Infoscience

Review

The cytolytic toxin aerolysin: from the soluble form to the transmembrane channel

Aerolysin is a cytolytic toxin which forms channels in the plasma membranes of eucaryotic cells. The protein is secreted by Aeromonas hydrophila as an inactive protoxin. Its stability and water solubility are conferred by its ability to dimerize. Maturation of the protein occurs through proteolytic removal of a C-terminal peptide outside the secreting cell. Although the aerolysin which is so produced is still a dimer, it then has the ability to oligomerize. The oligomer is the active form of the toxin, capable of forming the transmembrane channels that disrupt cells. We review here the present knowledge about the structure of aerolysin in relation to the various steps in channel formation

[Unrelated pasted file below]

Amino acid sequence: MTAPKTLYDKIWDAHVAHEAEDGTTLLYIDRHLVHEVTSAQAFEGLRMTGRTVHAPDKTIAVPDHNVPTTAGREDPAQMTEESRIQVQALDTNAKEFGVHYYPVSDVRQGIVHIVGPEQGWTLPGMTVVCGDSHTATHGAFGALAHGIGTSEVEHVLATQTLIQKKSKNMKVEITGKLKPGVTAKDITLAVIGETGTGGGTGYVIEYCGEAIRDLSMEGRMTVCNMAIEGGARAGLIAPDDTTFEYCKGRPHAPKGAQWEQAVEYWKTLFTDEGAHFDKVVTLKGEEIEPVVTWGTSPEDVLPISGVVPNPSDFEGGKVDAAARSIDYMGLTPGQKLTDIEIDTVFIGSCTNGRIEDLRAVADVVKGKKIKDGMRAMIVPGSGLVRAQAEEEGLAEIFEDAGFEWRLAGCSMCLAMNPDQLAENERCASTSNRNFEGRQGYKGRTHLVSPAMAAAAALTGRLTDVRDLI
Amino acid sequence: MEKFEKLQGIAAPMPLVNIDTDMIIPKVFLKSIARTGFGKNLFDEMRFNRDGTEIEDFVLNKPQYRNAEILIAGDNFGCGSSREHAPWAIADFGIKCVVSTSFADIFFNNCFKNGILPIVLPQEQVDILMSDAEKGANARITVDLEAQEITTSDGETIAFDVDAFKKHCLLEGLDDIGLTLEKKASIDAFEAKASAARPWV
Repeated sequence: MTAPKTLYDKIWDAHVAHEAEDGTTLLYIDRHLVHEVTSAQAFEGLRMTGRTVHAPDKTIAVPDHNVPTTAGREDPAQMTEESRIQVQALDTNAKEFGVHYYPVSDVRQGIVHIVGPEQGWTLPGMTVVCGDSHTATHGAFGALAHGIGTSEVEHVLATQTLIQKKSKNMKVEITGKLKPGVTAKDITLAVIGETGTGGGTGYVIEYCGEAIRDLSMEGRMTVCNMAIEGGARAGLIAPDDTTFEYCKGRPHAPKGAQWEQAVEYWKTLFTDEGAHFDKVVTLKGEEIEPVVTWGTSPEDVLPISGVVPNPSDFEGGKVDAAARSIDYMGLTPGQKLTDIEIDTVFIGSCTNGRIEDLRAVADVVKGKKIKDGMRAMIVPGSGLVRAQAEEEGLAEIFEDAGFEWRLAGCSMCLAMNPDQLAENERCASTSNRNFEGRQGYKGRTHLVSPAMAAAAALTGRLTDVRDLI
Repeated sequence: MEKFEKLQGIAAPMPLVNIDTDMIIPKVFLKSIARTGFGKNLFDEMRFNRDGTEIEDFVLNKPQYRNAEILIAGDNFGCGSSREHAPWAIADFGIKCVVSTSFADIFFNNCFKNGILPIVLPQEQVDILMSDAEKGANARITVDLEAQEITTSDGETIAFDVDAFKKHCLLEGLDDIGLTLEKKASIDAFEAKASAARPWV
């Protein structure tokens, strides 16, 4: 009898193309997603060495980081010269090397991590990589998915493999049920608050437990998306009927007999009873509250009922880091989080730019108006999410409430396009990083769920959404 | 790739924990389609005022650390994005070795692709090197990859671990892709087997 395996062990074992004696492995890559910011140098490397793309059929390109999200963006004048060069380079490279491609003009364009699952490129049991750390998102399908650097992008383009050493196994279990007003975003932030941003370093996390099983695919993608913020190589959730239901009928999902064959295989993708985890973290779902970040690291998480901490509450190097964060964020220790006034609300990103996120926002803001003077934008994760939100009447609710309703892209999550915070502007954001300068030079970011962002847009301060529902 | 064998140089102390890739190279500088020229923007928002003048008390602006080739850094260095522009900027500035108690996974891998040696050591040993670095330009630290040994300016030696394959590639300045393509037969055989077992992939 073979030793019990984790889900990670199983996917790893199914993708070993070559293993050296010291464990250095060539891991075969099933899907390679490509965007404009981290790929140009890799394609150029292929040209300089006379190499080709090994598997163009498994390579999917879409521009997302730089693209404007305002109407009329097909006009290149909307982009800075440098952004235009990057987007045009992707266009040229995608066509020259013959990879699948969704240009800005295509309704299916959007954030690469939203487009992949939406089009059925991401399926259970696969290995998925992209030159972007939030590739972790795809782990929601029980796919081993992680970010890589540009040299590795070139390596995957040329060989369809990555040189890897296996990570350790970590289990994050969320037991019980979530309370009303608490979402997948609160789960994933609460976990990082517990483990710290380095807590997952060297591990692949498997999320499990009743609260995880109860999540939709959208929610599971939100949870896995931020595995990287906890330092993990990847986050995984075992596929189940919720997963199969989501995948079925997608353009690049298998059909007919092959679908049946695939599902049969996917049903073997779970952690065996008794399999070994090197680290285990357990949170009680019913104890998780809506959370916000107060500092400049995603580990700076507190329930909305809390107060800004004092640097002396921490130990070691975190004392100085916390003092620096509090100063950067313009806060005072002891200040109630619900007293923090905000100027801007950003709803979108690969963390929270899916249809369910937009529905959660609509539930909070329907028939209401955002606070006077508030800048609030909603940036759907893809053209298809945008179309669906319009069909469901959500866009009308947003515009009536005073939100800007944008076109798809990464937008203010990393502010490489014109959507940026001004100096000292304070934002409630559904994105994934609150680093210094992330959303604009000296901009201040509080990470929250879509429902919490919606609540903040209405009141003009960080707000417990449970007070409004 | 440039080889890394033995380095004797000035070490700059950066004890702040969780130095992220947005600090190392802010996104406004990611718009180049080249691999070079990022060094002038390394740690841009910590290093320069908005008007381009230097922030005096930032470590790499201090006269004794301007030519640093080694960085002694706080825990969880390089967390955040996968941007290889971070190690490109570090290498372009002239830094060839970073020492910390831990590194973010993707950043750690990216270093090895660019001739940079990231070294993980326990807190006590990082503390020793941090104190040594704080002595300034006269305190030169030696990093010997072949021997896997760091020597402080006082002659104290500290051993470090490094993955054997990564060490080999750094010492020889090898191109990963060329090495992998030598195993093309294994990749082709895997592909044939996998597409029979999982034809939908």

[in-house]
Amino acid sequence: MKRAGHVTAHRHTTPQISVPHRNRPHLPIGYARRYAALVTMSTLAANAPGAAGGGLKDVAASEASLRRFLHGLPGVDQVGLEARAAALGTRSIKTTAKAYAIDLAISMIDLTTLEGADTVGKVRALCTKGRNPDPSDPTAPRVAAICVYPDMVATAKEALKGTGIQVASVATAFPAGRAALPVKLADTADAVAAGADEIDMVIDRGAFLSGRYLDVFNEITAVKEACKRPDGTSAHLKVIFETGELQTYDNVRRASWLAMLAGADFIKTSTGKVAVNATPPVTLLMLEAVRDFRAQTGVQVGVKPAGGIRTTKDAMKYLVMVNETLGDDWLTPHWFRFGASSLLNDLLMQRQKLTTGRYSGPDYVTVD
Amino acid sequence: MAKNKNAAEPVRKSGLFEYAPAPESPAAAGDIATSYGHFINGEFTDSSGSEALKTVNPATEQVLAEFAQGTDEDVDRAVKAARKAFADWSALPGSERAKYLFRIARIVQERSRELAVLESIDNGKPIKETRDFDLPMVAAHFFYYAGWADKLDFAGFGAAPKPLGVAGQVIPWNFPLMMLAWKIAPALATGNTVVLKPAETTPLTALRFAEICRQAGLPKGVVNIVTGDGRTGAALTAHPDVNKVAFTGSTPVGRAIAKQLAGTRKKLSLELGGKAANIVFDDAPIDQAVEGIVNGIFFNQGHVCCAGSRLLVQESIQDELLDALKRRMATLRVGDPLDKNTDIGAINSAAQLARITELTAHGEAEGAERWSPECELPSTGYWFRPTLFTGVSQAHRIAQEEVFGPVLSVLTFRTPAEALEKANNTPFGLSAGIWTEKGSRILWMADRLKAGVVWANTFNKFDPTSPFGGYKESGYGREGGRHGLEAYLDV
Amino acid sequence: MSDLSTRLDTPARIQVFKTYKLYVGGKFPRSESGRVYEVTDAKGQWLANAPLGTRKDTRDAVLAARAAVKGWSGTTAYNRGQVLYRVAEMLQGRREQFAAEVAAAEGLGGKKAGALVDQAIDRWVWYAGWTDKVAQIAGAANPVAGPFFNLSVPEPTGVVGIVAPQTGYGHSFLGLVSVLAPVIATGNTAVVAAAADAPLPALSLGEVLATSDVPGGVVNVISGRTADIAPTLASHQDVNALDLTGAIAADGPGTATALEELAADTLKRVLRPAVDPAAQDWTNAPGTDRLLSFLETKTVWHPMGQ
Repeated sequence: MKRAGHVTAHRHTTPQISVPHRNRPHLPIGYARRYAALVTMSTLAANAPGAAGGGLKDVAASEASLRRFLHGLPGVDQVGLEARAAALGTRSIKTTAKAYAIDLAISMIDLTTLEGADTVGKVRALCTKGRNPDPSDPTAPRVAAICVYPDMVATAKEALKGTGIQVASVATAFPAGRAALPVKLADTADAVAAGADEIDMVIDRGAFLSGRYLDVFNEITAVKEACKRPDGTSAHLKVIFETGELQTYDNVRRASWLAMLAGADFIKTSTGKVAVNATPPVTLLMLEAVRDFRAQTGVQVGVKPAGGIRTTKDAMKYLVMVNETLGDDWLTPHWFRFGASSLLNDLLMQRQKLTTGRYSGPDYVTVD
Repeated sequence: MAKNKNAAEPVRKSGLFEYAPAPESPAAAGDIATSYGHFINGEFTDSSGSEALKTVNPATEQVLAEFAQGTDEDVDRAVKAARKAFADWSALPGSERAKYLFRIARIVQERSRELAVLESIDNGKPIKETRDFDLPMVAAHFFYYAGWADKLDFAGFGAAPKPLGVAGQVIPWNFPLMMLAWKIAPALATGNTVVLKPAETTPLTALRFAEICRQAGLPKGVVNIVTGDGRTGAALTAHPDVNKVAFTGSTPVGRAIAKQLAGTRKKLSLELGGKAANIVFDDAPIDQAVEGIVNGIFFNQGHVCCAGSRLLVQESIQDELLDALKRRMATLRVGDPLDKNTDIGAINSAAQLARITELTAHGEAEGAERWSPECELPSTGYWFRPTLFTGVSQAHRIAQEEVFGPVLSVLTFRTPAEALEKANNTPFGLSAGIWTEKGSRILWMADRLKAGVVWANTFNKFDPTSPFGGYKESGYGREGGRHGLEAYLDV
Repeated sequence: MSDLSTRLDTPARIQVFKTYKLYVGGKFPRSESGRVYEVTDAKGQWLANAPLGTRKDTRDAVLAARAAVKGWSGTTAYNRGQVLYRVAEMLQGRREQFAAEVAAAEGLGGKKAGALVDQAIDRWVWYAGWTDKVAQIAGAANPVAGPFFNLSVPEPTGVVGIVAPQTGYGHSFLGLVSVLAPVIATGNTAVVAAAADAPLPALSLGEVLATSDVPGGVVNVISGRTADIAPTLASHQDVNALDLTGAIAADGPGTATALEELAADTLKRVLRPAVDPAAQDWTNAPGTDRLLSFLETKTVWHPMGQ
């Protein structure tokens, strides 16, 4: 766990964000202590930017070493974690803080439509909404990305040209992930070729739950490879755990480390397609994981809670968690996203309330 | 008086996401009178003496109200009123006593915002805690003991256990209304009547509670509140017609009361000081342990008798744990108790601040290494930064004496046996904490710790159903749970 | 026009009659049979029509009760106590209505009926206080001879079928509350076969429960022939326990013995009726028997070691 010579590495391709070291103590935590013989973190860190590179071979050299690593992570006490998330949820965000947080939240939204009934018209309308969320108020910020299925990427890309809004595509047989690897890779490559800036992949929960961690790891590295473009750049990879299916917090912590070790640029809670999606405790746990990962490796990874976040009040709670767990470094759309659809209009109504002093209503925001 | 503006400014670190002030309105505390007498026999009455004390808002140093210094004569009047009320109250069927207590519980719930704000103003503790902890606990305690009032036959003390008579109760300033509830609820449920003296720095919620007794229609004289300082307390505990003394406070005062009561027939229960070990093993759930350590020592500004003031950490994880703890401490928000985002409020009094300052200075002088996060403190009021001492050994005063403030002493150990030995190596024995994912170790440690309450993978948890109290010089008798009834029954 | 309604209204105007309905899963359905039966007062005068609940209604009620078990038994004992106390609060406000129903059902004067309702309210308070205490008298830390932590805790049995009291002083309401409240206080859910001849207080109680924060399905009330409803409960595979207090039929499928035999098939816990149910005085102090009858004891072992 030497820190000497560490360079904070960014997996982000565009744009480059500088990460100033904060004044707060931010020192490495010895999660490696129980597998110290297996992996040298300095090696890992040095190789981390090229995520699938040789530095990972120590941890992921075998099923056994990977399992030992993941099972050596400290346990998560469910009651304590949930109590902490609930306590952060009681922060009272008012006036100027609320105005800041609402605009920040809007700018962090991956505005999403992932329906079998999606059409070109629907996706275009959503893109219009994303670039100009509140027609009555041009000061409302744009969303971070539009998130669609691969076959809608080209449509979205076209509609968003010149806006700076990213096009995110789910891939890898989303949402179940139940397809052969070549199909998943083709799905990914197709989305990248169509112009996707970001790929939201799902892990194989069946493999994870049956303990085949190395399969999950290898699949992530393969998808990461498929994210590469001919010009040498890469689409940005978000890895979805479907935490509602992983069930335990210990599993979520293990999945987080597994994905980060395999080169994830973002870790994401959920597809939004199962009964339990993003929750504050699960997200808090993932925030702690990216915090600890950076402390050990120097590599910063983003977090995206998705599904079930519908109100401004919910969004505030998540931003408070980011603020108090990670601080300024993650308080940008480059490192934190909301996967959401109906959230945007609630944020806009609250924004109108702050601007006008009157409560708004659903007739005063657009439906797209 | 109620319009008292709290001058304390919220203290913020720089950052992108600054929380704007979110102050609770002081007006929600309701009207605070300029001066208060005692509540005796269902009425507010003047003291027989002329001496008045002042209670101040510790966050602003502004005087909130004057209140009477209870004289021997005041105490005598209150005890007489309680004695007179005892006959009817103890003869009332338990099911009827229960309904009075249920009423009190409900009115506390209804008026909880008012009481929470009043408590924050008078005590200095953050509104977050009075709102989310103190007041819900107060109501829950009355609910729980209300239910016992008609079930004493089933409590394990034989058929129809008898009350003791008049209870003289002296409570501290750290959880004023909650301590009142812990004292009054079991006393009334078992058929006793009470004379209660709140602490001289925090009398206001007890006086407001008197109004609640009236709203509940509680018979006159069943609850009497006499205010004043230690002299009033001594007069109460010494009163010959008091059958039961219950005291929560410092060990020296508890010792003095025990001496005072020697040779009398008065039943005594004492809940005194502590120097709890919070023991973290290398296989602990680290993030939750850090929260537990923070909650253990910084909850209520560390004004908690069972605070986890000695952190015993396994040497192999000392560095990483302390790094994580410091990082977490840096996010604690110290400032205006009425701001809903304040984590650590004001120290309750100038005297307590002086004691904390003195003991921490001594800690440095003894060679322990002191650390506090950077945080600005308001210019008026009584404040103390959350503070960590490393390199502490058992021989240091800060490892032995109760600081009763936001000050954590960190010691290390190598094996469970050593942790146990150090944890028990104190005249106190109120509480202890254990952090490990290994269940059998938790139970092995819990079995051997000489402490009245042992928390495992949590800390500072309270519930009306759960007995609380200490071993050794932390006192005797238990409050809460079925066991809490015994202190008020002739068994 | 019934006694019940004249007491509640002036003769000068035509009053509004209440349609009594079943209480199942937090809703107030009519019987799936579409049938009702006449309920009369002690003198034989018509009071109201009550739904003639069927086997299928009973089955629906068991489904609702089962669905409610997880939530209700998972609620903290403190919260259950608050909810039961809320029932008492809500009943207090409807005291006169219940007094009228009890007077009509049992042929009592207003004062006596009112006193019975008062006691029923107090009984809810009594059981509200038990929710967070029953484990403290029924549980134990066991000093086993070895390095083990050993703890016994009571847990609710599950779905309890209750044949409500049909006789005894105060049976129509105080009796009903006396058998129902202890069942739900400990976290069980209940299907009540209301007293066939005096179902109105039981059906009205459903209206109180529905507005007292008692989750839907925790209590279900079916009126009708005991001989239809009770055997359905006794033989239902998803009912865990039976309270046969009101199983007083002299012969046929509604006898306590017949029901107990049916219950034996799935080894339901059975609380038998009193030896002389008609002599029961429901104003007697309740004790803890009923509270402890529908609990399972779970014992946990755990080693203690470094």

Note:

    Author address: European Molecular Biology Laboratory, Heidelberg, Germany

    Reference

    • VDG-REVIEW-2009-005

    Record created on 2009-02-02, modified on 2016-08-08

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